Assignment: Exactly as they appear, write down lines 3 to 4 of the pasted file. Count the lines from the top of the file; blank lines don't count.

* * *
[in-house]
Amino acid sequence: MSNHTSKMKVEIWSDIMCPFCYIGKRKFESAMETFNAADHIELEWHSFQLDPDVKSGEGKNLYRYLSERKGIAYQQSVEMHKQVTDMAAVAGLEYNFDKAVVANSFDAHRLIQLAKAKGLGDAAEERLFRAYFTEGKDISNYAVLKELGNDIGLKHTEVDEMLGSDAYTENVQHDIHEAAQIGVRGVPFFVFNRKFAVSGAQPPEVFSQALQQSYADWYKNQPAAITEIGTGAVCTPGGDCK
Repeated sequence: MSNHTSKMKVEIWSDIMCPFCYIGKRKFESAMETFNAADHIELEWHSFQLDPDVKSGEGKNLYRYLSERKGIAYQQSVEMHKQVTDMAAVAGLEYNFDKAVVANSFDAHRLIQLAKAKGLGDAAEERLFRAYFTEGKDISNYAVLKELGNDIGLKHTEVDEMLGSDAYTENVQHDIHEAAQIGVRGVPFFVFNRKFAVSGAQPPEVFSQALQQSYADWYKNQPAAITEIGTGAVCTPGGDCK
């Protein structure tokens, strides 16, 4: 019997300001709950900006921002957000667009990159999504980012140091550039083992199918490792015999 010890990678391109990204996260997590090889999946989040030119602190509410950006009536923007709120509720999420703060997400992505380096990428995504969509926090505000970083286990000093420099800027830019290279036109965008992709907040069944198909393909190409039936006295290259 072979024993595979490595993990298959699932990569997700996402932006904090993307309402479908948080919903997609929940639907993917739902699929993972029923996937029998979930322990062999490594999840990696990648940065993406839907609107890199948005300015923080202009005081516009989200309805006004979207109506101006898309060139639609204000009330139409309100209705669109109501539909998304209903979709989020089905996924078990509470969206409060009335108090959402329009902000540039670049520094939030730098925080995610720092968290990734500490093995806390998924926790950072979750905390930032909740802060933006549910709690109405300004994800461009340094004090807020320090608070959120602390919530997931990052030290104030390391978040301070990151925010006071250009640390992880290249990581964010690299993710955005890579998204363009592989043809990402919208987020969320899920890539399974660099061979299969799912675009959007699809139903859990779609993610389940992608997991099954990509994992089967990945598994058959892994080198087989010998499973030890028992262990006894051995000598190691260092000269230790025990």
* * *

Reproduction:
Repeated sequence: MSNHTSKMKVEIWSDIMCPFCYIGKRKFESAMETFNAADHIELEWHSFQLDPDVKSGEGKNLYRYLSERKGIAYQQSVEMHKQVTDMAAVAGLEYNFDKAVVANSFDAHRLIQLAKAKGLGDAAEERLFRAYFTEGKDISNYAVLKELGNDIGLKHTEVDEMLGSDAYTENVQHDIHEAAQIGVRGVPFFVFNRKFAVSGAQPPEVFSQALQQSYADWYKNQPAAITEIGTGAVCTPGGDCK
């Protein structure tokens, strides 16, 4: 019997300001709950900006921002957000667009990159999504980012140091550039083992199918490792015999 010890990678391109990204996260997590090889999946989040030119602190509410950006009536923007709120509720999420703060997400992505380096990428995504969509926090505000970083286990000093420099800027830019290279036109965008992709907040069944198909393909190409039936006295290259 072979024993595979490595993990298959699932990569997700996402932006904090993307309402479908948080919903997609929940639907993917739902699929993972029923996937029998979930322990062999490594999840990696990648940065993406839907609107890199948005300015923080202009005081516009989200309805006004979207109506101006898309060139639609204000009330139409309100209705669109109501539909998304209903979709989020089905996924078990509470969206409060009335108090959402329009902000540039670049520094939030730098925080995610720092968290990734500490093995806390998924926790950072979750905390930032909740802060933006549910709690109405300004994800461009340094004090807020320090608070959120602390919530997931990052030290104030390391978040301070990151925010006071250009640390992880290249990581964010690299993710955005890579998204363009592989043809990402919208987020969320899920890539399974660099061979299969799912675009959007699809139903859990779609993610389940992608997991099954990509994992089967990945598994058959892994080198087989010998499973030890028992262990006894051995000598190691260092000269230790025990």